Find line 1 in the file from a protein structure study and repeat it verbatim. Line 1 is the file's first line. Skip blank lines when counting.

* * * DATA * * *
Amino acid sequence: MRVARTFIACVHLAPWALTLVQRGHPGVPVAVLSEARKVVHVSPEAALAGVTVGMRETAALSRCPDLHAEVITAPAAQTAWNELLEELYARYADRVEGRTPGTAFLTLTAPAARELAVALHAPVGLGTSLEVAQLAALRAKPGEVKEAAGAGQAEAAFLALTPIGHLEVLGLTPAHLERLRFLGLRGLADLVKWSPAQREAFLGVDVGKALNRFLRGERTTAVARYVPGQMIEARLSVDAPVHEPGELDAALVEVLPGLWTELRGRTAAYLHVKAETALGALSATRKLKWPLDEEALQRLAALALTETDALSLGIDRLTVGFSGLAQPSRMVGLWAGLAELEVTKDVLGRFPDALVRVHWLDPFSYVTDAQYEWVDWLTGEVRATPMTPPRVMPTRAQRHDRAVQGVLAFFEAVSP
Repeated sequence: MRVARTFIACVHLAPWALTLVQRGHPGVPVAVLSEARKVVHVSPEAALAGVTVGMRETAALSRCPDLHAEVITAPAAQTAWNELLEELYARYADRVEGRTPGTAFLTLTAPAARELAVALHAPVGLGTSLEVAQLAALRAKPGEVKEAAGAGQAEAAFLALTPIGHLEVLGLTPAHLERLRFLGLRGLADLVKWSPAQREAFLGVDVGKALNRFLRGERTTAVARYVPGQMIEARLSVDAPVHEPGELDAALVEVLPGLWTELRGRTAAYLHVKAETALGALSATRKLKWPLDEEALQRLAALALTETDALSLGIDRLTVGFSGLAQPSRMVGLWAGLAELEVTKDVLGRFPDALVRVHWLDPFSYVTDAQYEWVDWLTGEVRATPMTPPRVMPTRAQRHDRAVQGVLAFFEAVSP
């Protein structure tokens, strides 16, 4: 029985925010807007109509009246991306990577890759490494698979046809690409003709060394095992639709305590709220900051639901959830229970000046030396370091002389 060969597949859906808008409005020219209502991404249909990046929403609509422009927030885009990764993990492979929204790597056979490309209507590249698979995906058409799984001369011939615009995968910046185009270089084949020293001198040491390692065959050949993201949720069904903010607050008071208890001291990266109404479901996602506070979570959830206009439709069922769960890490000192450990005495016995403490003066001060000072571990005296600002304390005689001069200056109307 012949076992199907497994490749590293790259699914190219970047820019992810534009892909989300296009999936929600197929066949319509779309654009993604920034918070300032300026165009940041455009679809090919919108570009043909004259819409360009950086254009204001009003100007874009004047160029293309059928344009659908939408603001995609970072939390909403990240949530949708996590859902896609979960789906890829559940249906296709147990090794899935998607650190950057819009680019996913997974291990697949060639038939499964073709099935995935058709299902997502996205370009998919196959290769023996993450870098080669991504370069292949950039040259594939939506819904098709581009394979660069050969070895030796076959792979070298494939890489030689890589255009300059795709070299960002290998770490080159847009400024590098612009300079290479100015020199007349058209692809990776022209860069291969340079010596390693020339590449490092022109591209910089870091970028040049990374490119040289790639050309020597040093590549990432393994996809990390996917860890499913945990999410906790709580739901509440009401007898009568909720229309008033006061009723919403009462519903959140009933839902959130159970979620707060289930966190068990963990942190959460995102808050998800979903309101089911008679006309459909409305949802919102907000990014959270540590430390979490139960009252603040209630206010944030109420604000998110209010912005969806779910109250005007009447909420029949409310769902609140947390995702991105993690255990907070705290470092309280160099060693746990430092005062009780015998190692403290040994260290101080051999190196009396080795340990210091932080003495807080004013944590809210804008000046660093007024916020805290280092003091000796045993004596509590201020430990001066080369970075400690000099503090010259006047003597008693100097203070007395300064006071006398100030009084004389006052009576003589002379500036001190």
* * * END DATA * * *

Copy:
Amino acid sequence: MRVARTFIACVHLAPWALTLVQRGHPGVPVAVLSEARKVVHVSPEAALAGVTVGMRETAALSRCPDLHAEVITAPAAQTAWNELLEELYARYADRVEGRTPGTAFLTLTAPAARELAVALHAPVGLGTSLEVAQLAALRAKPGEVKEAAGAGQAEAAFLALTPIGHLEVLGLTPAHLERLRFLGLRGLADLVKWSPAQREAFLGVDVGKALNRFLRGERTTAVARYVPGQMIEARLSVDAPVHEPGELDAALVEVLPGLWTELRGRTAAYLHVKAETALGALSATRKLKWPLDEEALQRLAALALTETDALSLGIDRLTVGFSGLAQPSRMVGLWAGLAELEVTKDVLGRFPDALVRVHWLDPFSYVTDAQYEWVDWLTGEVRATPMTPPRVMPTRAQRHDRAVQGVLAFFEAVSP